Against this backdrop, the CSCF Sport Integrity Group Integrisport Next Awareness Raising Session for combatting and sharing information on sport manipulation or match-fixing for law enforcement and judiciary took place in Malta on 26-27 April, with the cooperation of the Malta Police Force. The EU co-funded project counts four other country partners and international partners, including the Global Lottery Monitoring System (GLMS) and Katholieke Universiteit Leuven (KU Leuven) and supported by Internationale des Footballeurs Professionnelles, Division Europe (FIFPro).
Integrisport Next Erasmus Plus program
The event attracted participants from diverse law enforcement authorities, legal representatives, sports bodies and gaming authorities, and is one of six to take place during the Integrisport Next Erasmus Plus program (2021-22), in the participating countries of Cyprus, Estonia, Finland, Georgia, Malta and Sweden.
The Program aims to facilitate the efficiency of sport manipulation-related crime investigations and prosecution activities by helping to increase the awareness of law enforcement officers, judicial authorities, and other important stakeholders of the country partners all aspects of manipulation of sports competitions. It addresses the topics of sports integrity and betting, virtual currencies, related criminal offences (corruption, fraud, money laundering), policy making and national and international co-operation.
Understanding how to combat sports competition manipulations
Erasmus Plus Program
The two-day event delved into several concrete topics, including the Macolin Convention and the Council of Europe policy to better understand event manipulation, international policy, typology, the vital role of law enforcement and the judiciary within that process, as well as hearing lessons learned from international stakeholders in the fight to protect against this phenomenon. The event was launched by The Maltese Deputy Commissioner, DC Alexandra Mamo, who commended the initiative bringing together so many relevant stakeholders and addressing an important stakeholder group namely, law enforcement and judiciary.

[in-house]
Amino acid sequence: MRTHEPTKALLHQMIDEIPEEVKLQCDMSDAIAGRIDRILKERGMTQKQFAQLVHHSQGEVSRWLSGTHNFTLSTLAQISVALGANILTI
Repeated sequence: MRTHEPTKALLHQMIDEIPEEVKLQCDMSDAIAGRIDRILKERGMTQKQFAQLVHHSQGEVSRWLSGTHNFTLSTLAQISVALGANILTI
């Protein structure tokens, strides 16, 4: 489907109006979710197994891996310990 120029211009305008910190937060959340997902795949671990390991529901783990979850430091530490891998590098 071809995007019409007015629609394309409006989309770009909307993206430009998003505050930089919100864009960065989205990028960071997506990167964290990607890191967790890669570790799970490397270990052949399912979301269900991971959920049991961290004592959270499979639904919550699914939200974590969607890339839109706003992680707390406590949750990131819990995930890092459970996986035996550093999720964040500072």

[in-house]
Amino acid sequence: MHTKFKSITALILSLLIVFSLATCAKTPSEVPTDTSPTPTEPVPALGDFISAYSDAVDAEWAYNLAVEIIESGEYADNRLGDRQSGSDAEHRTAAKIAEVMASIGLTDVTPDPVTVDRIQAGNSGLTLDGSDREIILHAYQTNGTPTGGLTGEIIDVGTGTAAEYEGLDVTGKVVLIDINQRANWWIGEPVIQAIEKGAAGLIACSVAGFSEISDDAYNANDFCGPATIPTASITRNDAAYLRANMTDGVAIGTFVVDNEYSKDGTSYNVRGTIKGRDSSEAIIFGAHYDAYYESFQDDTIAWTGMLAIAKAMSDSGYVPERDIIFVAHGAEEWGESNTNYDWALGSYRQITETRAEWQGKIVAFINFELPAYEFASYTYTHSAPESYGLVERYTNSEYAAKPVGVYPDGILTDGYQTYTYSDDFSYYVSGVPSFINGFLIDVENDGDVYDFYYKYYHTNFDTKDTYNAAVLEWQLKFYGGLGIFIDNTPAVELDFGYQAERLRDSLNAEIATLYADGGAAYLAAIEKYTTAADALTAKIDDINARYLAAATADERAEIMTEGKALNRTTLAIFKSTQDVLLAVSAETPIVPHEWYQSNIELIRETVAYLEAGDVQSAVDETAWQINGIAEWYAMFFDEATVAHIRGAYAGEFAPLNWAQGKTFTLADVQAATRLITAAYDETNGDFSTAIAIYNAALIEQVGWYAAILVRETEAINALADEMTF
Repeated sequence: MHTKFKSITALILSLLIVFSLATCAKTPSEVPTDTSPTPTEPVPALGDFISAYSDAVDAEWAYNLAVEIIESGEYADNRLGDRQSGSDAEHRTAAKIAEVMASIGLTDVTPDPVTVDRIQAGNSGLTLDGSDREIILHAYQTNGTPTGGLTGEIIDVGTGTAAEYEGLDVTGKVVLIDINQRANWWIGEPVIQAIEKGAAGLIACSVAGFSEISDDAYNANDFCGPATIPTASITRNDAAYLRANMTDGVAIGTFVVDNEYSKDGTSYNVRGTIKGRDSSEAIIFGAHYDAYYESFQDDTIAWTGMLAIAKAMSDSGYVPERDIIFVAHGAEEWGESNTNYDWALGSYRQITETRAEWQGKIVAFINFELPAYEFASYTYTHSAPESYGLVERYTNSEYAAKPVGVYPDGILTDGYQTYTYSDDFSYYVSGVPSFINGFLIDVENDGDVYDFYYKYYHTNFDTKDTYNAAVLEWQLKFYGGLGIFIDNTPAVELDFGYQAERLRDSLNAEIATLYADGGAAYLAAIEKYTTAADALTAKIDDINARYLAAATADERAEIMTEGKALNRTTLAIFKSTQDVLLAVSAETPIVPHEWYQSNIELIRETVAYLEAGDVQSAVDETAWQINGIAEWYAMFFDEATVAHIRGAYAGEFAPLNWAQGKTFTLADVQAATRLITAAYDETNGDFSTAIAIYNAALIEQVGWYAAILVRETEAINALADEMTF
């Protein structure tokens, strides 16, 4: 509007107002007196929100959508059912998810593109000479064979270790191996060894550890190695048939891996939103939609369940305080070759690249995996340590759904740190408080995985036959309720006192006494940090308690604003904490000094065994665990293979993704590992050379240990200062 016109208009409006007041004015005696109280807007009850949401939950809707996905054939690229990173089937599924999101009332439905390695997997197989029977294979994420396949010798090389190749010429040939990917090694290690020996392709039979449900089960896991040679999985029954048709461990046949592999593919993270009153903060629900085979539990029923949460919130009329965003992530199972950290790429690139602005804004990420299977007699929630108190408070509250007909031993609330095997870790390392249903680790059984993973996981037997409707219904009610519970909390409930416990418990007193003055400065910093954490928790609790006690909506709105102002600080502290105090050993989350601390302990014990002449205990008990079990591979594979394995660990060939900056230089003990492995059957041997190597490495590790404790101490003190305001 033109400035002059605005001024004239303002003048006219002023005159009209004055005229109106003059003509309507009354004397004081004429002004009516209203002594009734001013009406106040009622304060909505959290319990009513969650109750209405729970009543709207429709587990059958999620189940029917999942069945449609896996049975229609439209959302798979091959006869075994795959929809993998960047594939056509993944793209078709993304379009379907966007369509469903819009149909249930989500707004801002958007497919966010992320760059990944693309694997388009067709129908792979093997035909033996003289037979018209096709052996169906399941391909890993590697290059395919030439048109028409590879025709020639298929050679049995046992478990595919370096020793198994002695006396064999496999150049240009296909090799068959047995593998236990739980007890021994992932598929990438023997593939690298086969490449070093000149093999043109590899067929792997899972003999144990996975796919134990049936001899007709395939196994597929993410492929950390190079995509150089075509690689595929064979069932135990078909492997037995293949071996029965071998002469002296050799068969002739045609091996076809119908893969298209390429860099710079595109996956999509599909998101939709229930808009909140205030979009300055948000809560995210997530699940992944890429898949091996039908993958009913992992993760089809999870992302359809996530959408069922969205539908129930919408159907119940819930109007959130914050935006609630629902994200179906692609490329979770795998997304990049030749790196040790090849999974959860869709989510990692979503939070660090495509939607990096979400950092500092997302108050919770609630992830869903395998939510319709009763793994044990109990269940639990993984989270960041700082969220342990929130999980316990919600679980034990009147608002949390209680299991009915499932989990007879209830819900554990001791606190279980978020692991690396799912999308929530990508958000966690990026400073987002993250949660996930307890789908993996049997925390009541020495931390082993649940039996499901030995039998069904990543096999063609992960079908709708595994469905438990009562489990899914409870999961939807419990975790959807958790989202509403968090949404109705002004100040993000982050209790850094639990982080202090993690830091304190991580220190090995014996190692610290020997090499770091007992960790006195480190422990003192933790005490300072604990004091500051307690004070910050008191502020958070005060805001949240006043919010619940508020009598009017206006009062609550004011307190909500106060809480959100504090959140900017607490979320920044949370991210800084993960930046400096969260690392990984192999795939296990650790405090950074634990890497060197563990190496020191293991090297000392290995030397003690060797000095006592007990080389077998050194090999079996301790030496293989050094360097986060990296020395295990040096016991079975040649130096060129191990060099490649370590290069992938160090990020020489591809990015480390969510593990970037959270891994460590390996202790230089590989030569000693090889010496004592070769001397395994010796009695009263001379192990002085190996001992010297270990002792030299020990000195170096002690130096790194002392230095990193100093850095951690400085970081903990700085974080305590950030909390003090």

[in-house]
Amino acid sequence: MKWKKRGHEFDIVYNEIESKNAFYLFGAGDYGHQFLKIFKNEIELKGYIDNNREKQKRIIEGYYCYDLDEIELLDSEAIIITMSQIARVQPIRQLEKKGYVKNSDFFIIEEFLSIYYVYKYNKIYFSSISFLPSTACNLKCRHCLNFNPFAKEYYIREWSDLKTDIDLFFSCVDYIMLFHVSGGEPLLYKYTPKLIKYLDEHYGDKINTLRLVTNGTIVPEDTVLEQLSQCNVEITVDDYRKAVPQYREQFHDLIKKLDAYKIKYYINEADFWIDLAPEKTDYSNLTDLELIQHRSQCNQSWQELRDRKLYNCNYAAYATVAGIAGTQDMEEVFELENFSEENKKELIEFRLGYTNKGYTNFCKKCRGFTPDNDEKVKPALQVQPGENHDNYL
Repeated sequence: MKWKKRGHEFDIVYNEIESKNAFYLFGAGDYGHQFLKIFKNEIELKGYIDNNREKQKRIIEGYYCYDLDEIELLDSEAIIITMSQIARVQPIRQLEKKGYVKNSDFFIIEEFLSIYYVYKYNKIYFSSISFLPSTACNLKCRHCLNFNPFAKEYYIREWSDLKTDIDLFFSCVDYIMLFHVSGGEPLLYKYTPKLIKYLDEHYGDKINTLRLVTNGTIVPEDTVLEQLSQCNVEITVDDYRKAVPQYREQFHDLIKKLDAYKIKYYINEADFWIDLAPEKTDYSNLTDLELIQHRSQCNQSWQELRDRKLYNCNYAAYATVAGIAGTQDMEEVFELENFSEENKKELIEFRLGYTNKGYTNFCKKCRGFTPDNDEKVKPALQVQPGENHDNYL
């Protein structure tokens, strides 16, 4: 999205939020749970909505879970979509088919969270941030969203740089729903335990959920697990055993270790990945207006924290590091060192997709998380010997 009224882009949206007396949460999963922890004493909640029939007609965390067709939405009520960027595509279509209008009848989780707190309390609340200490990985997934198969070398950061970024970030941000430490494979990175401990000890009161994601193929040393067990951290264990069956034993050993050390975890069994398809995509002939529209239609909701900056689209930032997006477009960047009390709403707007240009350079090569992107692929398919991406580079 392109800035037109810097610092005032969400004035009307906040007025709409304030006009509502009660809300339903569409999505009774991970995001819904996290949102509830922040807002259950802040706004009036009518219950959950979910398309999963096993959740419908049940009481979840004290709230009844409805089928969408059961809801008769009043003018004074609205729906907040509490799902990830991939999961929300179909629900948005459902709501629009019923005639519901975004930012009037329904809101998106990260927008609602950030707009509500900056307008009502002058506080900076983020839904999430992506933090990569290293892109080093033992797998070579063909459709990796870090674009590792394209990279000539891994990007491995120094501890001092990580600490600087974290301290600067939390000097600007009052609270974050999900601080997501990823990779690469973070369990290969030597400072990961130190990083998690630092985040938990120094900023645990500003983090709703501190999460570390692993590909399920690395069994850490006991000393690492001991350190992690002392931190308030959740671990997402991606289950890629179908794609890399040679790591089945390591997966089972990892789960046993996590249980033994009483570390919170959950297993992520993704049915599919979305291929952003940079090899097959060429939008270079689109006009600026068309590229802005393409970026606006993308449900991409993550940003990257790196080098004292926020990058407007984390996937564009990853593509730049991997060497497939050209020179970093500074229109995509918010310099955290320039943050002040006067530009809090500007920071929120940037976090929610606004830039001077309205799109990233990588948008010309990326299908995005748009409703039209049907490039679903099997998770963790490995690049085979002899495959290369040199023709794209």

Dr. Norbert Rubicsek, CSCF Director and former Europol officer in the sports corruption unit, together with Project coordinator, Carlos Guttierez, added that Integrisport has evolved as a project over the last three years, impacting law enforcement and judiciary of around 14 countries. the timing of the meeting in Malta, with its recent legislation and the start of the conceptualization of their national platform was a great opportunity.
Detection and prosecution
The other key topic was on detection and prosecution of the manipulation of sports competitions and related cooperation of law enforcement bodies. Local law enforcement, prosecution and other relevant stakeholder participants heard from representatives from Interpol, Maltese and Hungarian prosecutors, the Maltese Olympic Committee, the Malta Gaming Authority, CFCS experts, FIFPro, professional footballers and the Global Monitoring Lottery System (GLMS).
“This is great example of how GLMS is working collectively with law enforcement agencies, judicial representatives and sports federations to strengthen the fight against sports manipulation effectively, and this event provides an excellent opportunity to share best practices and modus operandi with all the stakeholders involved in this effort to uphold sports integrity worldwide”, said Luca Esposito, General Secretary of GLMS, during his presentation on sport betting and sport manipulation – betting monitoring and policy making at the international level.